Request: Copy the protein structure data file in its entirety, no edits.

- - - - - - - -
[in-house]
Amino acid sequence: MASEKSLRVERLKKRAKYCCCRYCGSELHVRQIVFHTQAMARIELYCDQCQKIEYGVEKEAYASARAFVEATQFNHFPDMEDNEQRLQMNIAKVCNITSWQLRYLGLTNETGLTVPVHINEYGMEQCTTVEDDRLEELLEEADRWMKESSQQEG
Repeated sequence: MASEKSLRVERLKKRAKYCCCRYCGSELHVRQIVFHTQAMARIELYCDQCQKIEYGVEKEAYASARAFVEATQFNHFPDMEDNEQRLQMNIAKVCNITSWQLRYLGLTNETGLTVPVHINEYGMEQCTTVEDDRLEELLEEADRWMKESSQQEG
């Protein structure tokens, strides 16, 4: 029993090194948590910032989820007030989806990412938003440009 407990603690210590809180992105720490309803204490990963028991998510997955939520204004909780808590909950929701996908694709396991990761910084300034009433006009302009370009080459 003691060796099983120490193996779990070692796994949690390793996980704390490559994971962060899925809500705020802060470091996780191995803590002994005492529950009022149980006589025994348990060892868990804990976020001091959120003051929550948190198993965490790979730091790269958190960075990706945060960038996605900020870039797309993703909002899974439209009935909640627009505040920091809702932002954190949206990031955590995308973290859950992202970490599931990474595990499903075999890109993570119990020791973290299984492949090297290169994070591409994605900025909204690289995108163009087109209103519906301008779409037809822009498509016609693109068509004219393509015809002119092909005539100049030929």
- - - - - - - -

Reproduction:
[in-house]
Amino acid sequence: MASEKSLRVERLKKRAKYCCCRYCGSELHVRQIVFHTQAMARIELYCDQCQKIEYGVEKEAYASARAFVEATQFNHFPDMEDNEQRLQMNIAKVCNITSWQLRYLGLTNETGLTVPVHINEYGMEQCTTVEDDRLEELLEEADRWMKESSQQEG
Repeated sequence: MASEKSLRVERLKKRAKYCCCRYCGSELHVRQIVFHTQAMARIELYCDQCQKIEYGVEKEAYASARAFVEATQFNHFPDMEDNEQRLQMNIAKVCNITSWQLRYLGLTNETGLTVPVHINEYGMEQCTTVEDDRLEELLEEADRWMKESSQQEG
């Protein structure tokens, strides 16, 4: 029993090194948590910032989820007030989806990412938003440009 407990603690210590809180992105720490309803204490990963028991998510997955939520204004909780808590909950929701996908694709396991990761910084300034009433006009302009370009080459 003691060796099983120490193996779990070692796994949690390793996980704390490559994971962060899925809500705020802060470091996780191995803590002994005492529950009022149980006589025994348990060892868990804990976020001091959120003051929550948190198993965490790979730091790269958190960075990706945060960038996605900020870039797309993703909002899974439209009935909640627009505040920091809702932002954190949206990031955590995308973290859950992202970490599931990474595990499903075999890109993570119990020791973290299984492949090297290169994070591409994605900025909204690289995108163009087109209103519906301008779409037809822009498509016609693109068509004219393509015809002119092909005539100049030929």